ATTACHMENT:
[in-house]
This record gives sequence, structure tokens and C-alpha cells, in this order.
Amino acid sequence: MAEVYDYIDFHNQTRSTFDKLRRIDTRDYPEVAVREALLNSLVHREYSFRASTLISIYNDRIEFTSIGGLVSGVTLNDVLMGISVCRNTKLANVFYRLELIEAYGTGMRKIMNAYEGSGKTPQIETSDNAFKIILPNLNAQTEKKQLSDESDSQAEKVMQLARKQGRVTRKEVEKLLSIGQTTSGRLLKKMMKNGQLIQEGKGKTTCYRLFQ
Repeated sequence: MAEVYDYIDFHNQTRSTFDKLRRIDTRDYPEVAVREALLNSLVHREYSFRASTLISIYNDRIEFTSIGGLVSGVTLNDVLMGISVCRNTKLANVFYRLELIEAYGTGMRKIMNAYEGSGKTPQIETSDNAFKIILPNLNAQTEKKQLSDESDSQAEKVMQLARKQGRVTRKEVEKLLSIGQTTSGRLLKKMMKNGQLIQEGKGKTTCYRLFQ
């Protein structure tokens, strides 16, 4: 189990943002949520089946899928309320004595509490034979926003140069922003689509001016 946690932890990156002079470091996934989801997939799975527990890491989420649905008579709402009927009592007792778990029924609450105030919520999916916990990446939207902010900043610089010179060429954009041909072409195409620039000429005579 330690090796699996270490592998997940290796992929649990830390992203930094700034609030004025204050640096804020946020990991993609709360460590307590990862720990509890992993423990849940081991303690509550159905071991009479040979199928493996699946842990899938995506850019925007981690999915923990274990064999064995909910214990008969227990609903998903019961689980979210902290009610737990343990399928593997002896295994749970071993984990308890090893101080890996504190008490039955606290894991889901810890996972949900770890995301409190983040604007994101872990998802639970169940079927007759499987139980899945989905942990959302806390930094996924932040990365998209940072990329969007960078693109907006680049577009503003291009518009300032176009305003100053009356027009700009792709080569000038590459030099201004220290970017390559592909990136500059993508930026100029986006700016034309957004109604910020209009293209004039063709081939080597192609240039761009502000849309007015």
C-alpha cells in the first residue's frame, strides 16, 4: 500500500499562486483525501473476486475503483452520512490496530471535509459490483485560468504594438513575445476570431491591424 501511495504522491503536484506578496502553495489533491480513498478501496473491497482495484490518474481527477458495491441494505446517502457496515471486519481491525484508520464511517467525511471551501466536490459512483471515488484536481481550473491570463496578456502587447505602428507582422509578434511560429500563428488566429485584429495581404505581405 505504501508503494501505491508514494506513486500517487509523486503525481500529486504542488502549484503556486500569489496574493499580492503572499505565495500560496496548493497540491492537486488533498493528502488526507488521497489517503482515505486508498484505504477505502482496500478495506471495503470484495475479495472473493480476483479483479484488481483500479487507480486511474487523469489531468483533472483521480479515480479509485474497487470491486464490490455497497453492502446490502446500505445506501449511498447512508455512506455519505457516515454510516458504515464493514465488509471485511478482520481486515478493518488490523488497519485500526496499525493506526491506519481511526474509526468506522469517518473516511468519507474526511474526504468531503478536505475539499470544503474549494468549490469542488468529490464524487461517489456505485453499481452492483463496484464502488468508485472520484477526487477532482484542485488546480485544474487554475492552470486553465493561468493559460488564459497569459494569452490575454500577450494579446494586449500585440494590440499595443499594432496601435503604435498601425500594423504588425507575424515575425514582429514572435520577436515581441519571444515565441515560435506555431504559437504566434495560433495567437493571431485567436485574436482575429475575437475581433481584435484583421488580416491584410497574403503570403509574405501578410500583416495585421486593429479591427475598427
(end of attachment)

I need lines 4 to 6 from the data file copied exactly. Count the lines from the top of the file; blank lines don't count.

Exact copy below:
Repeated sequence: MAEVYDYIDFHNQTRSTFDKLRRIDTRDYPEVAVREALLNSLVHREYSFRASTLISIYNDRIEFTSIGGLVSGVTLNDVLMGISVCRNTKLANVFYRLELIEAYGTGMRKIMNAYEGSGKTPQIETSDNAFKIILPNLNAQTEKKQLSDESDSQAEKVMQLARKQGRVTRKEVEKLLSIGQTTSGRLLKKMMKNGQLIQEGKGKTTCYRLFQ
């Protein structure tokens, strides 16, 4: 189990943002949520089946899928309320004595509490034979926003140069922003689509001016 946690932890990156002079470091996934989801997939799975527990890491989420649905008579709402009927009592007792778990029924609450105030919520999916916990990446939207902010900043610089010179060429954009041909072409195409620039000429005579 330690090796699996270490592998997940290796992929649990830390992203930094700034609030004025204050640096804020946020990991993609709360460590307590990862720990509890992993423990849940081991303690509550159905071991009479040979199928493996699946842990899938995506850019925007981690999915923990274990064999064995909910214990008969227990609903998903019961689980979210902290009610737990343990399928593997002896295994749970071993984990308890090893101080890996504190008490039955606290894991889901810890996972949900770890995301409190983040604007994101872990998802639970169940079927007759499987139980899945989905942990959302806390930094996924932040990365998209940072990329969007960078693109907006680049577009503003291009518009300032176009305003100053009356027009700009792709080569000038590459030099201004220290970017390559592909990136500059993508930026100029986006700016034309957004109604910020209009293209004039063709081939080597192609240039761009502000849309007015």
C-alpha cells in the first residue's frame, strides 16, 4: 500500500499562486483525501473476486475503483452520512490496530471535509459490483485560468504594438513575445476570431491591424 501511495504522491503536484506578496502553495489533491480513498478501496473491497482495484490518474481527477458495491441494505446517502457496515471486519481491525484508520464511517467525511471551501466536490459512483471515488484536481481550473491570463496578456502587447505602428507582422509578434511560429500563428488566429485584429495581404505581405 505504501508503494501505491508514494506513486500517487509523486503525481500529486504542488502549484503556486500569489496574493499580492503572499505565495500560496496548493497540491492537486488533498493528502488526507488521497489517503482515505486508498484505504477505502482496500478495506471495503470484495475479495472473493480476483479483479484488481483500479487507480486511474487523469489531468483533472483521480479515480479509485474497487470491486464490490455497497453492502446490502446500505445506501449511498447512508455512506455519505457516515454510516458504515464493514465488509471485511478482520481486515478493518488490523488497519485500526496499525493506526491506519481511526474509526468506522469517518473516511468519507474526511474526504468531503478536505475539499470544503474549494468549490469542488468529490464524487461517489456505485453499481452492483463496484464502488468508485472520484477526487477532482484542485488546480485544474487554475492552470486553465493561468493559460488564459497569459494569452490575454500577450494579446494586449500585440494590440499595443499594432496601435503604435498601425500594423504588425507575424515575425514582429514572435520577436515581441519571444515565441515560435506555431504559437504566434495560433495567437493571431485567436485574436482575429475575437475581433481584435484583421488580416491584410497574403503570403509574405501578410500583416495585421486593429479591427475598427